Ecuador’s crowded presidential field is finally complete for the February 7 national election. On Tuesday morning, the National Electoral Council (CNE) approved the candidacy of Andrés Arauz of the Correista Unión por la Esperanza. Then, just past midnight Wednesday, the Contentious Electoral Tribunal ordered the CNE to accept the candidacy of Álvaro Noboa. In all, there will be a record 17 tickets on the ballot.
Arauz, a protégé of former president Rafael Correa, is widely expected to challenge CREO’s Guillermo Lasso and the indigenous Pachakutik’s Yaku Pérez for the presidency. Unless a candidate receives 50 percent of the vote, the top two candidates will compete in a March runoff.
For Noboa, generally considered Ecuador’s richest man and often referred to as the “banana baron,” this will be his fifth presidential run, all of them unsuccessful.
The certification of Arauz and running mate Carlos Rabascall had been delayed by a challenge from other candidates who claimed that the Unión por la Esperanza’s original designation of Correa as vice presidential candidate and the subsequent change to Rabascall was a violation of election rules. CNE decided that the violation was minor and not grounds for disqualification.
In the case of Noboa, an earlier rejection by the CNE due to lack of voter signatures to qualify was overruled by the Contentious Electoral Tribunal, which has final authority in election issues.
According to former cabinet minister in two administrations, Byron Robles, the 2021 candidates will face an angry and apathetic public. “The consesus of the polls is that 35 percent of voters will vote ‘none of the candidates’ and although I expect this number to drop as we approach the election, a large number of ‘no’ votes could be a decisive factor. The huge field of candidates, most of which the voters do not know, will add to the apathy.”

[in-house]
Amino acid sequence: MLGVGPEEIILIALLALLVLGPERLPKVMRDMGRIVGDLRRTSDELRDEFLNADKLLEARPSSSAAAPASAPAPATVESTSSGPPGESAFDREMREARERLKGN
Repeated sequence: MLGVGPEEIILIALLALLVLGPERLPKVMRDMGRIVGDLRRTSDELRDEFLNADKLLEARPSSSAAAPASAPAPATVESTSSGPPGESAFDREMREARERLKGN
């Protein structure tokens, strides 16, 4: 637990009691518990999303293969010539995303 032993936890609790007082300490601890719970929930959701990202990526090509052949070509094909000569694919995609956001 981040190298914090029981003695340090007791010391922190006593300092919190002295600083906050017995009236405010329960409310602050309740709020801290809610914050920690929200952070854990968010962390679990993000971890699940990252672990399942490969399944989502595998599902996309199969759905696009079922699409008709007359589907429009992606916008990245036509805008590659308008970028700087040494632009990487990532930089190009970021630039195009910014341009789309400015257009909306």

He adds: “There is great cynicism about leadership in the country, much of it focused on corruption. The impact of the pandemic and economic crisis is the great unknown at this point.”
Robles believes it will be impossible for one of the candidates to get 50 percent of the vote on February 7. “There will be runoff, probably between Lasso and Arauz but it is possible that Pérez could move into the second position.”
Predicting the runoff winner is anyone’s guess, Robles says. “Under normal circumstances you would expect a leftist to win, either Arauz or Pérez, but circumstances are not normal this year. If it’s Lasso and Arauz in the runoff, it’s difficult to see Pachakutik and the various indigenous movements supporting the Correistas because of the bad blood that developed in the last years of the Correa government. I would not be surprised to see Lasso make a deal with Pachakutik against Arauz.”